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The Cambridge City Council unanimously approved a measure Monday evening requesting stricter public health regulations to protect grocery store workers during the coronavirus pandemic.
The policy order directs the City Manager and Cambridge Public Health Department to develop stricter safety guidelines for “front line” businesses, such as food markets, pharmacies, and grocery stores.
The measures “will help ensure these employees are able to safely perform their crucial work, safeguard the health of these workers and their families, and save lives,” the policy order reads.
Governor Charlie D. Baker ’79 declared a state of emergency in Massachusetts on March 10. Baker ordered the closure of non-essential businesses and issued a stay-at-home order on March 23. Massachusetts has reported more than 26,000 cases of COVID-19 since early March.
On Wednesday, a Whole Foods employee in Cambridge tested positive for the coronavirus. In Salem, Mass., a Market Basket employee died after contracting COVID-19, marking the first death of a grocery store worker due to the disease in the state.
These cases illustrate “just how dire this situation has become” for essential workers, according to the measure approved at Monday’s City Council meeting.
Potential public health guidelines include requiring front line businesses to provide masks, gloves, and hand sanitizer to their employees at each shift, mandating frequent store and equipment sterilization, and requiring customers to wear masks or face coverings.
Cambridge Mayor Sumbul Siddiqui and City Manager Louis A. DePasquale issued an advisory on Thursday urging Cambridge residents to wear face coverings whenever they leave their homes, including on trips to grocery stores and pharmacies.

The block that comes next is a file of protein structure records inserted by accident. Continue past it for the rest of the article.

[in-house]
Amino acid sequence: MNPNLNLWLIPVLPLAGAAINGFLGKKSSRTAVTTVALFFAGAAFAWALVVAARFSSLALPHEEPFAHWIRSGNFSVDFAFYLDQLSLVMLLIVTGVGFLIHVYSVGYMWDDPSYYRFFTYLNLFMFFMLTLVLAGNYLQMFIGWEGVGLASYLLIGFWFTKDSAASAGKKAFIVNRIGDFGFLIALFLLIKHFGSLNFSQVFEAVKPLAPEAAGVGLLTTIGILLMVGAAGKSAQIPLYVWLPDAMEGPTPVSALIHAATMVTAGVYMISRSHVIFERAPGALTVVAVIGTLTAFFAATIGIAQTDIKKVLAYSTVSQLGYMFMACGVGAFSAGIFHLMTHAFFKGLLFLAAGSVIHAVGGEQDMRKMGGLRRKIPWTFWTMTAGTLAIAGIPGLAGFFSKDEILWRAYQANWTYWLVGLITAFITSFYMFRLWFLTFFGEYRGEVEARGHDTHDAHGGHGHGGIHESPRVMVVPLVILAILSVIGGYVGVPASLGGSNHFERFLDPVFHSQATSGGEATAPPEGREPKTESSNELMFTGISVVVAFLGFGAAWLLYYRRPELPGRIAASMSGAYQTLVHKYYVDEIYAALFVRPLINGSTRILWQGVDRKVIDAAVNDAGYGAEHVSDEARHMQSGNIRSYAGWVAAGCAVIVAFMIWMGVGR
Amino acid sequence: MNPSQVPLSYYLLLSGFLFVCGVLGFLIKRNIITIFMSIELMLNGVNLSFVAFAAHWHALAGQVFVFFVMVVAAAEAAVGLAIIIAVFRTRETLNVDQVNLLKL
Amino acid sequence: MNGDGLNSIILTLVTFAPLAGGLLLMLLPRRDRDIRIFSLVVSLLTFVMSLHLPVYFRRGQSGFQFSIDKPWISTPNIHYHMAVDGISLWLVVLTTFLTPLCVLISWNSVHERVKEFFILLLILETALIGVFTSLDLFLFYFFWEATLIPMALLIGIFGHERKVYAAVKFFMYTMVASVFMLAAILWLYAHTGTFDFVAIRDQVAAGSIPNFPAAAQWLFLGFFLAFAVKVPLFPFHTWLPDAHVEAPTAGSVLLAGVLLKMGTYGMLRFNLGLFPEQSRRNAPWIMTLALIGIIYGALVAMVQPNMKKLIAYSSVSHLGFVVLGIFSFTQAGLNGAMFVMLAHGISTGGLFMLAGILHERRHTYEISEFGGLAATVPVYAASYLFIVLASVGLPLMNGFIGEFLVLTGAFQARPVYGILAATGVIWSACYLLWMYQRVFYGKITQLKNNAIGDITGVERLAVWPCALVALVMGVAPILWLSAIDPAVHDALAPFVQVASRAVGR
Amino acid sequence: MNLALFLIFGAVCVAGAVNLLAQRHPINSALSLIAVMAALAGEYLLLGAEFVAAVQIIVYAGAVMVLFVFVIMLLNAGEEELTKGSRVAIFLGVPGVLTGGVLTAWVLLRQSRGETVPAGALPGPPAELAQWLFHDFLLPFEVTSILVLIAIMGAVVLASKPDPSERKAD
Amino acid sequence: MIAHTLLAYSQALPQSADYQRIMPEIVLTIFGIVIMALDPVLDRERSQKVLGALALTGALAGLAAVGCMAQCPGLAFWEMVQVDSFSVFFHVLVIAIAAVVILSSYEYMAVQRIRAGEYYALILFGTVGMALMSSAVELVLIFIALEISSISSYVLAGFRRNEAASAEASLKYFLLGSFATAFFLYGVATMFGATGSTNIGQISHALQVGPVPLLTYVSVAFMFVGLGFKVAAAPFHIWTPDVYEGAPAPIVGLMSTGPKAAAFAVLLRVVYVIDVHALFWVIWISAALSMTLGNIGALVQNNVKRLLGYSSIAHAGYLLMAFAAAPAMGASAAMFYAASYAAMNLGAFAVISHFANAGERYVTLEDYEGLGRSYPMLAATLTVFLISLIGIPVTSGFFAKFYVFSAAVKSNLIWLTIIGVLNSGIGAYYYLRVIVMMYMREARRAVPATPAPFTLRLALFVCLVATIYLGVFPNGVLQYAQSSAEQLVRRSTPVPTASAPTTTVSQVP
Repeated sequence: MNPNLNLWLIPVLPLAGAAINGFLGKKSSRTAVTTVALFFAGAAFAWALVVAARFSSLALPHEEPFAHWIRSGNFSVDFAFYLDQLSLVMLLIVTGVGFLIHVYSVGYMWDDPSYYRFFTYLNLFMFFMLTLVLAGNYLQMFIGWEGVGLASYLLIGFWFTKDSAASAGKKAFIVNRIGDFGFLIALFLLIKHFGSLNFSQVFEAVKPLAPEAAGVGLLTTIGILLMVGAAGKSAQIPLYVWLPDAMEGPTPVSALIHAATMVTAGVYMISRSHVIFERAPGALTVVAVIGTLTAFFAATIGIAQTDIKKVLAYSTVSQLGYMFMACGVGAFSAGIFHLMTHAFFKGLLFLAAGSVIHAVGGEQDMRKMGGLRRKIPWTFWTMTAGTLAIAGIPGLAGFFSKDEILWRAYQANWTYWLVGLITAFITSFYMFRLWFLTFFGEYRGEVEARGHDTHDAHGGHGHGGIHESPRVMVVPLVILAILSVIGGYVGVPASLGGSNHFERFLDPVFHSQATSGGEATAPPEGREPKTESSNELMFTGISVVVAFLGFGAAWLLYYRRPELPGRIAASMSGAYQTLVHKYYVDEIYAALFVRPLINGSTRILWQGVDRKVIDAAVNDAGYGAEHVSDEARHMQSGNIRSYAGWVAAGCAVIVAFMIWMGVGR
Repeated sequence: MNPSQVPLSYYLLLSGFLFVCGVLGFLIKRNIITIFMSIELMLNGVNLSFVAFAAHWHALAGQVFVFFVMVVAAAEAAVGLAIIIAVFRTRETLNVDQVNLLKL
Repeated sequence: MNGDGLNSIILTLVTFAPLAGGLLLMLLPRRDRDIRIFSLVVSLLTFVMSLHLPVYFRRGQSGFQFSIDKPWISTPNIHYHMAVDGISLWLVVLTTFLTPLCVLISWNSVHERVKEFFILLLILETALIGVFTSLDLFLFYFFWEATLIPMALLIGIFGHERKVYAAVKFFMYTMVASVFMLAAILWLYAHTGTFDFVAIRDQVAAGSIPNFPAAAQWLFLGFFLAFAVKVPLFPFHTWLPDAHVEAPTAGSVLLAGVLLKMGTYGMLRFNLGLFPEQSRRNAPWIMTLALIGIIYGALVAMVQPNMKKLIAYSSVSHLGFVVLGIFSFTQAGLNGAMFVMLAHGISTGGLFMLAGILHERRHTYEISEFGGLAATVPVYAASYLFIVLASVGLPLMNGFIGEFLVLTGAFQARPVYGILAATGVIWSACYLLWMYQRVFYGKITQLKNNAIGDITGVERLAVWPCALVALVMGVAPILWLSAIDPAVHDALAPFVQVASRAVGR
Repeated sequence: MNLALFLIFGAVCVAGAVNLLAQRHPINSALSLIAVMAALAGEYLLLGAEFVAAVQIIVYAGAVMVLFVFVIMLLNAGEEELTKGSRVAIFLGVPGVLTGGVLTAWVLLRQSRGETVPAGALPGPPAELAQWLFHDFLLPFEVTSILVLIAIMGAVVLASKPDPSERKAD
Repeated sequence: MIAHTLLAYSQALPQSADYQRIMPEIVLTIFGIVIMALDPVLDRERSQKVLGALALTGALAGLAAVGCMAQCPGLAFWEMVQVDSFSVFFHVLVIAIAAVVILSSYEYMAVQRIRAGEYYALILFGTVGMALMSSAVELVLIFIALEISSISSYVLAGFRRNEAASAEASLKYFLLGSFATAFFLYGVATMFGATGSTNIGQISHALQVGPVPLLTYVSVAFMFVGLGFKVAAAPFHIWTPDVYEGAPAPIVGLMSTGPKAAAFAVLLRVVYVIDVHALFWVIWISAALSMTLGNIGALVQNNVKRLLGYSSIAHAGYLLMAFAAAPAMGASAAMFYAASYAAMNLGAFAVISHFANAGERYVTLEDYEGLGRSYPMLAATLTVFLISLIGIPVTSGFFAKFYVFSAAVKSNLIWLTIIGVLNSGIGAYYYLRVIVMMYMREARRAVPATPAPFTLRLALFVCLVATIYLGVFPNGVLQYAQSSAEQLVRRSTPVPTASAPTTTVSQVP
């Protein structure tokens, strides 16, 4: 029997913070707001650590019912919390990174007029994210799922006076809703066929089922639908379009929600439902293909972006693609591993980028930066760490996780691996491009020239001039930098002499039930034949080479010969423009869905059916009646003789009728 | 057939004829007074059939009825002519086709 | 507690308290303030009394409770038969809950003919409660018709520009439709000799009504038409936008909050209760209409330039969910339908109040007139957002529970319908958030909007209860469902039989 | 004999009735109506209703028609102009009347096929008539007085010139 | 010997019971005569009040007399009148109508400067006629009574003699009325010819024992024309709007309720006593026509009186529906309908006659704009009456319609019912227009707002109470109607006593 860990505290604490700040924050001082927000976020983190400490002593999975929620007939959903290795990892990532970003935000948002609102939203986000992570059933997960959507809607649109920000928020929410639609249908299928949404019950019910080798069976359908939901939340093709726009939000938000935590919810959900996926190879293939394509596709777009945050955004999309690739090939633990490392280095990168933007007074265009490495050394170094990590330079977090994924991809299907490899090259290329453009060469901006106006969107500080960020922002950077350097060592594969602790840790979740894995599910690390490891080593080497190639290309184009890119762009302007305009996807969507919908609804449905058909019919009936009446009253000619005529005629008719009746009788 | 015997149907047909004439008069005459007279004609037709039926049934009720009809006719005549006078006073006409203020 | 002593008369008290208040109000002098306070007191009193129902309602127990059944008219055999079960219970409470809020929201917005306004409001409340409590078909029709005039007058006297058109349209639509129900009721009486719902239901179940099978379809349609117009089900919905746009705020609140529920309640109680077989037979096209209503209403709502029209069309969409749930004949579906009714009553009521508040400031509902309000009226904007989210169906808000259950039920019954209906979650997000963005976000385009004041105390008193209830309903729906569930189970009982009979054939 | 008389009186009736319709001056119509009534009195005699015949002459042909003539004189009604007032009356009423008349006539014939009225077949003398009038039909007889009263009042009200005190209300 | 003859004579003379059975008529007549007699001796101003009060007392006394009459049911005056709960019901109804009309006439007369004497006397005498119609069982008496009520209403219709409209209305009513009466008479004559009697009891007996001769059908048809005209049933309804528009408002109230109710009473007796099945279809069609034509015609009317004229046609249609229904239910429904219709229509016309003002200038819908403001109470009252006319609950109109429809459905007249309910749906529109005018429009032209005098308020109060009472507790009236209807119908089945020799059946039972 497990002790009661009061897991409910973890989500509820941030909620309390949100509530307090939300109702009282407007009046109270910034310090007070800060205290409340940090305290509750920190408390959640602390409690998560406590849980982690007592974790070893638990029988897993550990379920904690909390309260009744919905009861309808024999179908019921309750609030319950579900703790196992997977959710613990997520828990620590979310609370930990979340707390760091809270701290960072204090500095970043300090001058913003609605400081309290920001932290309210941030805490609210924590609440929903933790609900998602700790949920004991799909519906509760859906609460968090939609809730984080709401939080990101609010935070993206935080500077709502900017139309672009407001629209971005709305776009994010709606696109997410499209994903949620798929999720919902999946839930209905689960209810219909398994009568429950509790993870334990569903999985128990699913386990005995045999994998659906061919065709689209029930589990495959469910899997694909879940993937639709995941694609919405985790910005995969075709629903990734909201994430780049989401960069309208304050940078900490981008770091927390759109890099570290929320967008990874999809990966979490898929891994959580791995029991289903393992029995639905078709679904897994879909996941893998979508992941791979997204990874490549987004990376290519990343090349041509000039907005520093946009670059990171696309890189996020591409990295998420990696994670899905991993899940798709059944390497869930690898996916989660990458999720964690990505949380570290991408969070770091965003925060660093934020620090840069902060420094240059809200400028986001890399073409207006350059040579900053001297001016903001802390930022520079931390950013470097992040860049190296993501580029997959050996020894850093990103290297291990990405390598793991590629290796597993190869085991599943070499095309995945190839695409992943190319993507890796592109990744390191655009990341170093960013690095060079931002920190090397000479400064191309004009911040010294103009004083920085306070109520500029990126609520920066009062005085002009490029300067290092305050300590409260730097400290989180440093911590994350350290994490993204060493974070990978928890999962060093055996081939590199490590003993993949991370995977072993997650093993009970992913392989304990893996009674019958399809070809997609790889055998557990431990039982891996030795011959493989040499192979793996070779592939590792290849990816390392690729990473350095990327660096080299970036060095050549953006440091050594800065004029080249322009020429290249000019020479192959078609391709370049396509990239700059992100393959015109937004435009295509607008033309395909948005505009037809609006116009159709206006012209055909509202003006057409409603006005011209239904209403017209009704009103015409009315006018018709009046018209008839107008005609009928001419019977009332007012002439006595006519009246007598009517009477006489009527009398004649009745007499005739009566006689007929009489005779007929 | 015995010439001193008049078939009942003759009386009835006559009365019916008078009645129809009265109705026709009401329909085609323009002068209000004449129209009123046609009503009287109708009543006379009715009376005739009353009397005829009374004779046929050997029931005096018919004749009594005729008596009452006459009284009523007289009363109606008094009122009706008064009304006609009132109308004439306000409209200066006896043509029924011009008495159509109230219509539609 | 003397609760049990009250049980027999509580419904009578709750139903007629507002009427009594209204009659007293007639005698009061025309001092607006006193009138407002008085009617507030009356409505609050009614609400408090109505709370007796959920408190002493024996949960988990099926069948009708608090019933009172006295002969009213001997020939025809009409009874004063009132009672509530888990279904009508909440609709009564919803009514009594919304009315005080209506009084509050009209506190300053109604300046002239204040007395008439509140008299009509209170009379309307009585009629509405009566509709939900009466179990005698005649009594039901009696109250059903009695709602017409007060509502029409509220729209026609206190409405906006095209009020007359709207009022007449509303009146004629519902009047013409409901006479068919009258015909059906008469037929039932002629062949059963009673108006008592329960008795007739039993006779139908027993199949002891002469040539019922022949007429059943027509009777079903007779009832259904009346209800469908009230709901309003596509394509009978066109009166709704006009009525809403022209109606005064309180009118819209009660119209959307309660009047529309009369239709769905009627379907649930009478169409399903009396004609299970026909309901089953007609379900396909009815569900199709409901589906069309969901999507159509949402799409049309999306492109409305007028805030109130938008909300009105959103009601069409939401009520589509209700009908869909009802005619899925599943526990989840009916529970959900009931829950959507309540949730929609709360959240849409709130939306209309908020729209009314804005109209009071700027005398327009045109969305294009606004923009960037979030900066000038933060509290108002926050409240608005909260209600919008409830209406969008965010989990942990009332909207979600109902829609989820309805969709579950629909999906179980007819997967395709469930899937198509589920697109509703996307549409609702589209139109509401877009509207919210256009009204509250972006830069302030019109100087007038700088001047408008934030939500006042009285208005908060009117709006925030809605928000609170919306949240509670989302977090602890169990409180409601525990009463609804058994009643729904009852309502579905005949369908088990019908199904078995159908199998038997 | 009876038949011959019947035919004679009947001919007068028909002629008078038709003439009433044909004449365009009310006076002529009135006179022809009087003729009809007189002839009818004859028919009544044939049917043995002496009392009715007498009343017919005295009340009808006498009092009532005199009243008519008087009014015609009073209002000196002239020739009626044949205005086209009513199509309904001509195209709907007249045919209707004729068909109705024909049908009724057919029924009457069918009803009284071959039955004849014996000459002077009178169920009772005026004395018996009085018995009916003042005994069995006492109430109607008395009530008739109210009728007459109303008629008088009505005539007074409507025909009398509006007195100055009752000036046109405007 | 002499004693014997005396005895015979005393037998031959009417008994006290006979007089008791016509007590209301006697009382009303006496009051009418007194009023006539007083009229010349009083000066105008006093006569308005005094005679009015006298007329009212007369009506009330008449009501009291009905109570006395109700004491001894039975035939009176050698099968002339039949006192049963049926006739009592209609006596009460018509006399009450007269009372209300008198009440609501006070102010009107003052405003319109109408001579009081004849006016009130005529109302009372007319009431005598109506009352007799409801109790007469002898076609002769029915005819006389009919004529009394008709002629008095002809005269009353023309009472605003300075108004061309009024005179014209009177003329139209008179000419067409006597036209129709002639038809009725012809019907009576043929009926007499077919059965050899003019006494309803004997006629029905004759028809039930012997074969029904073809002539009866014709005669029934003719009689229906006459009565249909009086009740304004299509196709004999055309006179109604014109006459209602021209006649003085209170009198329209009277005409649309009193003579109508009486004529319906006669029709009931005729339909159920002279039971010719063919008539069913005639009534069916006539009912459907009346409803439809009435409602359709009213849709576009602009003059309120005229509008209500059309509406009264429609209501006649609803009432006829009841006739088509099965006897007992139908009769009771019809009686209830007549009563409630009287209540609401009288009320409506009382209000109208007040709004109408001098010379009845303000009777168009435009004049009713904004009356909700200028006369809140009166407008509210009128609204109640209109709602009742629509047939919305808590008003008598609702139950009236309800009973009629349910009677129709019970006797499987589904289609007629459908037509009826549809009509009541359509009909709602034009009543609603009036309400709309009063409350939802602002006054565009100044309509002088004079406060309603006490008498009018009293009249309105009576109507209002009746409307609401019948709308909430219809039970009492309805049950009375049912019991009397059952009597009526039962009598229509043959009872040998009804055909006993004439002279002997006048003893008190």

“Using simple cloth face coverings is another way we can help slow the spread of the virus, especially from those who may have the virus and do not know it,” Siddiqui and DePasquale wrote in a joint statement Thursday.
During Monday’s meeting, Councilor Marc C. McGovern said he was “amazed and troubled” to see residents without masks when he went grocery shopping over the weekend.
“They’re doing a great job of not letting people in and trying to control the number of people in the supermarket, but the number of people that didn’t have masks on was just incredible,” McGovern said. “If there’s ever a time for us to be more strict and to step up, it has to be now.”
Additional guidelines proposed in the measure include requiring protective plexiglass barriers for cashiers, creating pick-up only locations, rerouting cash transactions to self-service kiosks, and providing workers hazard pay.
Vice Mayor Alanna M. Mallon — who co-sponsored the measure alongside Siddiqui — said the Council must make use of its public health emergency powers to protect essential workers in Cambridge.
“Often these are low-wage workers making twelve dollars an hour,” Mallon said. “They can’t afford not to go to work.”
“It’s incumbent upon us during a public health emergency to make sure that we are protecting them with those broad powers that a state of emergency provides for us,” she added.
—Staff writer Maria G. Gonzalez can be reached at firstname.lastname@example.org. Follow her on Twitter @mariaagrace1.
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